Congo, Republic of the at English => English (The Britannica Concise) Of Explained:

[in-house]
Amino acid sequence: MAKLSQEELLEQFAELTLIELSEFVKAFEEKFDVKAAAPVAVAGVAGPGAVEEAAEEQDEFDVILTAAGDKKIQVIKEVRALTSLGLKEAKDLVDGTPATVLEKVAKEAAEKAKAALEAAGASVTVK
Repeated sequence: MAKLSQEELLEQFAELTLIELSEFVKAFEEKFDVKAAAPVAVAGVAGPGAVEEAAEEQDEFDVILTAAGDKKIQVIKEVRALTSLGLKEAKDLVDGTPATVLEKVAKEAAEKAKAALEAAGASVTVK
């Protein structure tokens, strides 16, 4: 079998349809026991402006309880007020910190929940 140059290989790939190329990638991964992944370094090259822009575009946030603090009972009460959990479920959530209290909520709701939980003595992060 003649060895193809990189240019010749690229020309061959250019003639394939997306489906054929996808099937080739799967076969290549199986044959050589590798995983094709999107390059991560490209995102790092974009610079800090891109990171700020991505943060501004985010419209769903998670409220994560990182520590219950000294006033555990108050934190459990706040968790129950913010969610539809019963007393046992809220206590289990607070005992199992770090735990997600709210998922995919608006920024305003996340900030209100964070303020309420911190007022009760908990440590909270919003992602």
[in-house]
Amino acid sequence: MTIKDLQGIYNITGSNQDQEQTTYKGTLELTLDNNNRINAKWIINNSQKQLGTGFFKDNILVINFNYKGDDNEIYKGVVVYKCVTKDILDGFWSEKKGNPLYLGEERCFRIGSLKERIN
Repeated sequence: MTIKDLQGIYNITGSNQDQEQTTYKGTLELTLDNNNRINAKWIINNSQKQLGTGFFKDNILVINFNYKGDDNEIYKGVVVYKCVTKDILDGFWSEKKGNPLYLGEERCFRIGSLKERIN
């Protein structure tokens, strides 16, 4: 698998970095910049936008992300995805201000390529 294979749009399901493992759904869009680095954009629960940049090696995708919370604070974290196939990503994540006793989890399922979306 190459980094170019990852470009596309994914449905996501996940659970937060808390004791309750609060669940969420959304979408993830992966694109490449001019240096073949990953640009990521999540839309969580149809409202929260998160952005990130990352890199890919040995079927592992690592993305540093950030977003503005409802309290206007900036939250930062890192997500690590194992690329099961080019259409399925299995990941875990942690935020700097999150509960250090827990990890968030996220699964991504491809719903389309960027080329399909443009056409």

Republic, W central Africa. Area: 132,047 sq mi (342,000 sq km). Population (1997): 2,583,000. Capital: Brazzaville. Nearly half of the population belongs to one of the Kongo tribes. The Teki are less numerous, as are the Ubangi people. Language: French (official), various Bantu languages. Religions: Christianity, traditional religions. Currency: CFA franc. A narrow coastal plain edges the Congo's 100-mi (160-km) stretch of Atlantic coastline, rising into low mountains and plateaus that slope eastward in a vast plain to the Congo River. The country straddles the equator; rain forests cover nearly two-thirds of the country, and wildlife is abundant. The Congo has a centrally planned, developing economy. Mining products, crude petroleum and natural gas, account for more than 90% of the country's exports. A 1997 transitional constitution vested executive power in the president and legislative power in a national transitional council. In precolonial days the area was home to several thriving kingdoms, incl. the Kongo, which had its beginnings in the 1st millennium AD. The slave trade began in the 15th cent. with the arrival of the Portuguese; it supported the local kingdoms and dominated the area until its suppression in the 19th. cent. The French arrived in the mid-19th cent. and established treaties with two of the kingdoms, placing them under French protection prior to becoming part of the colony of French Congo. In 1910 it was renamed French Equatorial Africa and the area of the Congo became known as Middle (Moyen) Congo. In 1946 Middle Congo became a French overseas territory and in 1958 voted to become an autonomous republic within the French Community. Full independence came two years later. The area has suffered from political instability since independence. Congo's first president was ousted in 1963. A Marxist party, the Congolese Labor Party, gained strength, and in 1968 another coup, led by Major Marien Ngouabi, created the People's Republic of the Congo. Ngouabi was assassinated in 1977. A series of military rulers followed, at first militantly socialist but later oriented toward social democracy. Fighting between local militias in 1997 badly disrupted the economy; a peace process was under way in 2000.